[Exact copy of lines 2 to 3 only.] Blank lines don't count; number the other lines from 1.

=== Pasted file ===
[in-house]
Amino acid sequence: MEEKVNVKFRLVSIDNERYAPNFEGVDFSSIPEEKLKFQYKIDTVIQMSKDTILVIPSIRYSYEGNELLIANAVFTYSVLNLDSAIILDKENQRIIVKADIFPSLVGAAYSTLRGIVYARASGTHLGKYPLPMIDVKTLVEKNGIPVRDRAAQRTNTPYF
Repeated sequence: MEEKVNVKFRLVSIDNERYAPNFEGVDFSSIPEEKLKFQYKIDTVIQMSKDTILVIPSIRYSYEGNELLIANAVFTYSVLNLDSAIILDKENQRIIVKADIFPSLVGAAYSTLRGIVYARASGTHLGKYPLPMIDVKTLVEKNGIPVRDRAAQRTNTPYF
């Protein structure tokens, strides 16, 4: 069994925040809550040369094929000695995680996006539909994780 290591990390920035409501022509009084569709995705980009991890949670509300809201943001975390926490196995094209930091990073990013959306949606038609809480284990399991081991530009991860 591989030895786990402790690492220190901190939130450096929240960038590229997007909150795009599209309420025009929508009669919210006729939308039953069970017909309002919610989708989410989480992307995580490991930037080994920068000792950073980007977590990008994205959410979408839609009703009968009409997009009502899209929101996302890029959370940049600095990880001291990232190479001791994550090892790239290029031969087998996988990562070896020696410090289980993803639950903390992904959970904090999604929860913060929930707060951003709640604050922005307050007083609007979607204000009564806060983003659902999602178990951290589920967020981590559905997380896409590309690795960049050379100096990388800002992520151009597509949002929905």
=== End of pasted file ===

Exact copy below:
Amino acid sequence: MEEKVNVKFRLVSIDNERYAPNFEGVDFSSIPEEKLKFQYKIDTVIQMSKDTILVIPSIRYSYEGNELLIANAVFTYSVLNLDSAIILDKENQRIIVKADIFPSLVGAAYSTLRGIVYARASGTHLGKYPLPMIDVKTLVEKNGIPVRDRAAQRTNTPYF
Repeated sequence: MEEKVNVKFRLVSIDNERYAPNFEGVDFSSIPEEKLKFQYKIDTVIQMSKDTILVIPSIRYSYEGNELLIANAVFTYSVLNLDSAIILDKENQRIIVKADIFPSLVGAAYSTLRGIVYARASGTHLGKYPLPMIDVKTLVEKNGIPVRDRAAQRTNTPYF